The pressures of university life can encourage procrastination and form mental blocks between you and starting work.
Don't wait for the perfect moment to start. Begin before you are absolutely ready. Title a document and save it and feel good that you have started.
Print your documents. Cut bits out and play with ways to piece your work together. Draw a mind map or brainstorm ideas.
'Playing' is a good way of tricking your brain into getting started.
Set an alarm for fifteen minutes, and work until the alarm goes off. Set it again for a fifteen-minute break. Repeat, increasing the time you work.
Write down your ideas in an unstructured way. Open up a new document and call it 'The plan'. Break down what you need to do into small tasks and write them down.
Remember this is for your eyes only - it doesn't have to be perfect!
The mood or energy required to decide on the next step is different to that required to perform it, so keep track of what the 'next action' will be from your plan.
The next step must be something you can act on now; so finding that book from the library is not the next step. The next step is getting dressed.
If you have a number of tasks, write down a list of what you need to do. Rewrite the list in order of priority and achievability.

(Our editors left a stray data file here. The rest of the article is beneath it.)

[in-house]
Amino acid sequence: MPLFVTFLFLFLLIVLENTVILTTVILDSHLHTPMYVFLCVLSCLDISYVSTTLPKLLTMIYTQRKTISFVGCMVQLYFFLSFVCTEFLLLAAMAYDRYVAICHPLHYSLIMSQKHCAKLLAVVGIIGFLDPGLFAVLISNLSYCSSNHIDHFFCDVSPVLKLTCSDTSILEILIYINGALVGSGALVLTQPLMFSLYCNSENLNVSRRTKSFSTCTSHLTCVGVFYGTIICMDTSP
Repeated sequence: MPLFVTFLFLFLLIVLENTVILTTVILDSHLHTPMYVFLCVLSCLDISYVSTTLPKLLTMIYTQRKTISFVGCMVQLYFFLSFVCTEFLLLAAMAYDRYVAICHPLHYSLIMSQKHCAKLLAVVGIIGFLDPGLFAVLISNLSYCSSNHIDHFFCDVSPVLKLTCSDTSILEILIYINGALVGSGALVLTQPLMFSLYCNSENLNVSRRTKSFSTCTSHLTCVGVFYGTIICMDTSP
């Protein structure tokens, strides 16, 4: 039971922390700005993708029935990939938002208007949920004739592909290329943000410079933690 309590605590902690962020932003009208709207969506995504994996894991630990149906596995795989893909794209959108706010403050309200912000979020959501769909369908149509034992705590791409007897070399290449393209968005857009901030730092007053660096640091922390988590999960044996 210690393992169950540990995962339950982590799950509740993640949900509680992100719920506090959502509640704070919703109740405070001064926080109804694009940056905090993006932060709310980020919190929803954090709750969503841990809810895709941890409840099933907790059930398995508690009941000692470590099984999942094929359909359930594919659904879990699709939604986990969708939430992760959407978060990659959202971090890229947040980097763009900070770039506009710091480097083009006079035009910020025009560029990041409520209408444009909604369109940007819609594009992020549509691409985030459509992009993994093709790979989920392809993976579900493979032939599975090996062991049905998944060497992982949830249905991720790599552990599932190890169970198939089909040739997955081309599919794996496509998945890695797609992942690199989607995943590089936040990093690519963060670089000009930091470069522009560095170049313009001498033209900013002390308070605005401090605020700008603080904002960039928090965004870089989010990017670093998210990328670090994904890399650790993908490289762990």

Enjoy it when you tick off a completed task.
As well as scheduling time to complete your tasks, set aside some time to worry about your work. Do this just before something that will help you stop worrying, like watching a TV programme.
Working with other people can give you energy. Wanting to help others work can help you focus.
Call 999 for emergency services - or for security services on campus call 01904 32 3333 or use the Safezone app.
Find your mantra
Think of a helpful phrase that motivates you to beat the procrastination habit:
- It's better to produce something rather than nothing.
- If you don't shoot you won't score.
- Most jobs need completion not perfection.
- If the minimum wasn't acceptable it wouldn't be called the minimum.
- Every journey begins with a small step.
Be reasonable in your expectations of yourself. Strict expectations may sabotage your progress or cause you to rebel.
Jump around, shake your arms and legs, do a headstand. It is very hard to be anxious when you are doing something silly.
Write down the thoughts that are leading you to a scary conclusion. Is the catastophe really inevitable?
If you are putting yourself down, stop it. Rephrase your thoughts into something more positive.
Plan a treat for when you have accomplished a task.
No one can just work all the time. To be effective you need to look after yourself physically. Schedule time for food, friends, enjoyable activities and sleep.
Workshops and groups
If you're struggling with procrastionation you might find it helpful to attend one of the following workshops:
See our Workshops and groups page for other workshops that may help with your wellbeing.